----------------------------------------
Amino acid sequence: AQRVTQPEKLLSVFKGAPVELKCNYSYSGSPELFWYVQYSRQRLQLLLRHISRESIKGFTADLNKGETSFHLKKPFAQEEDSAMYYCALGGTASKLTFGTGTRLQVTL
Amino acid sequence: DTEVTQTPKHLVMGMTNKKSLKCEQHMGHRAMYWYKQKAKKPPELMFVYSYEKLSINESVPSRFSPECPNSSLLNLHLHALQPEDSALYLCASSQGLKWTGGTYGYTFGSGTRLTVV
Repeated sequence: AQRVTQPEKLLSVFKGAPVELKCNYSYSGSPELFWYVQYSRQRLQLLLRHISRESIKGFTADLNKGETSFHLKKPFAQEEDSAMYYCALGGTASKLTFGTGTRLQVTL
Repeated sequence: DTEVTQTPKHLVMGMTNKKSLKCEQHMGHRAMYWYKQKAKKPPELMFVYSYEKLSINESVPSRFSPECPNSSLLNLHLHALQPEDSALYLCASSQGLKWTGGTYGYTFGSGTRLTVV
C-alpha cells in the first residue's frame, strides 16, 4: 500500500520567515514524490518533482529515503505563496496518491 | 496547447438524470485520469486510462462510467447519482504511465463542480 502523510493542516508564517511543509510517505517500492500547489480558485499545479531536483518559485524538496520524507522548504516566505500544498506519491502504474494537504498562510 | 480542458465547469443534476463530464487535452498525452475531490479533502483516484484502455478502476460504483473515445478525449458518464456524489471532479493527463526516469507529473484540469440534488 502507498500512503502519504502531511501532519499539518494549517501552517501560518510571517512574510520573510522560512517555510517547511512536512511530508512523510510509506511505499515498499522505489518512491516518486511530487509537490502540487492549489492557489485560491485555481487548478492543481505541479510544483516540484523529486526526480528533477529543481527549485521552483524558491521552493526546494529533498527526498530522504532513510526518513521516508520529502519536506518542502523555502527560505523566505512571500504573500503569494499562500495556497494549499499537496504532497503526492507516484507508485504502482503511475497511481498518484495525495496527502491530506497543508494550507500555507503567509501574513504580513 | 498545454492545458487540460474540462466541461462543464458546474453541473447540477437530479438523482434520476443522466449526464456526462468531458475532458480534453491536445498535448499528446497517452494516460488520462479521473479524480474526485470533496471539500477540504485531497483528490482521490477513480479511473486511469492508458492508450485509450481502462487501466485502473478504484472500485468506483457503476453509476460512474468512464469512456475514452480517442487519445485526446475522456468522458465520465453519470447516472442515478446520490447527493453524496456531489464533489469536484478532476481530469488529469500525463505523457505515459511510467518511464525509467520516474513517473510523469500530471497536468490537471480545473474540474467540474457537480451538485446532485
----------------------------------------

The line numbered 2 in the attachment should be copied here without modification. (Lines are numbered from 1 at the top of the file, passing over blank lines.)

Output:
Amino acid sequence: DTEVTQTPKHLVMGMTNKKSLKCEQHMGHRAMYWYKQKAKKPPELMFVYSYEKLSINESVPSRFSPECPNSSLLNLHLHALQPEDSALYLCASSQGLKWTGGTYGYTFGSGTRLTVV